Class of 1936, BS
One of the key men who planned the building of Crystal City, Virginia, was Stuart Shumate, a 1934 graduate of civil engineering at Virginia Tech. Mr. Shumate was the president of the Richmond, Fredericksburg & Potomac Railroad (RF&P) at the time, and his company owned this valuable piece of land just outside the nation’s capital.
The purchase of this northern Virginia land by the railroad was not unusual. Railroad companies routinely bought property along their lines in order to use the land to develop industry. The goal was to secure businesses that might, in turn, use the transportation giant for transporting freight. But Mr. Shumate recognized that the future site of Crystal City was “way too valuable” for industrial use. Instead, he worked with Charles A. Smith, a developer, to build prime business and government buildings with designs that primarily used vertical architecture to maximize the space. Mr. Shumate recalls this venture as the largest operation he undertook during his career.
Mr. Shumate had learned early in his life how to stretch a penny. Born in 1915, he experienced the Great Depression as a young teenager. He entered Virginia Tech in 1932 after graduating from Calverton High School. When the time came to receive his bachelor’s degree, he recalls few options were available. One that interested him was an opening with the Pennsylvania Railroad. After the company met with a number of applicants from Tech’s College of Engineering, they selected Mr. Shumate to come to Philadelphia for a second interview. They immediately offered him his first position.
Although he admits that he took the job “because he could get it” in the aftermath of the stock market crash of 1929, Mr. Shumate quickly became fascinated by the railroad industry and “loved every minute of his work.” Part of his early responsibilities was to ensure the safety and reliability of the railroad’s infrastructure to allow the then high speeds of 70 to 80 miles per hour.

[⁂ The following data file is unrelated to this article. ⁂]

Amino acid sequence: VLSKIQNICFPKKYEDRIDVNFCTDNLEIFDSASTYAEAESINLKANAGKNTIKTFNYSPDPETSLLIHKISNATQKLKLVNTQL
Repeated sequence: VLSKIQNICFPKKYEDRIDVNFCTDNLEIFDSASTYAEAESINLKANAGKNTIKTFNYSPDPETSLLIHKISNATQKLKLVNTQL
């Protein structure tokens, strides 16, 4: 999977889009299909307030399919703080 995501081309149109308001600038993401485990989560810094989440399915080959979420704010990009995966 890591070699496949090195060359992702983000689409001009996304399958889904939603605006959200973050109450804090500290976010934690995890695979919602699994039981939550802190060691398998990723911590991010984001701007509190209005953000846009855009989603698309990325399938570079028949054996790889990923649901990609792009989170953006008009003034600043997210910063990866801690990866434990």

He recalls 1943 as a pivotal year for him. He met and married within six months “a pretty girl named Mary from West Virginia, and every year since the marriage has only gotten better.” But shortly after his wedding day he was shipped overseas as a member of the U.S. Army Transportation Corps. The Army used his talents to operate a railroad in Europe, and when he returned to the Pennsylvania job after the war, he carried a Bronze Star and retired from the service with the rank of colonel.
He moved to the operations side of the railroad business and began his professional ascent. But he soon received a telephone call from one of his Virginia Tech CE classmates who graduated two years ahead of him — Tom Rice (a 1999 initiate of the Academy of Engineering Excellence). In 1946, Mr. Rice recruited his friend to the RF&P Railroad. “I valued Stuart very much as a fine, fine gentleman and engineer. In fact, when he moved to Virginia, he and his wife Mary and I and my wife Jaqueline shared a house together since housing was so limited after the war.”
Mr. Shumate eventually became the RF&P president in 1961, and remained in this position for two decades. (Mr. Rice went on to become the CEO of CSX Corporation.) After Mr. Shumate’s retirement, CSX acquired RF&P.
Mr. Shumate was extremely active in his community during the time he was the RF&P president. His role also made him president and director simultaneously of the Richmond Land Corporation, and he served as chair of the Potomac Yard Board of Managers from 1955 until 1981. He was a director of the A.H. Robins Co. from 1966 until 1986, providing him with “an exciting exposure to a different type of industry.” He was also a director of the First and Merchants National Bank (1958-68 and 1974-81) and the Fruit Growers Express Company (1960-78). He served for eight years on the Board of Visitors of Virginia Commonwealth University and was a member of the study group that recommended the merging of the Medical College of Virginia with the Richmond Professional Institute.
He served on five Chambers of Commerce: the U.S., Virginia, Alexandria, Fredericksburg, and Metro Richmond, including the 1974 chairmanship of this last group. He was also a member of the Traffic Clubs of Richmond, Pittsburgh, and New York.
He and his wife, an artist who works with water colors, have two children, John and Susan, and two grandsons.
Class of: 1936
Year Inducted into Academy: 2001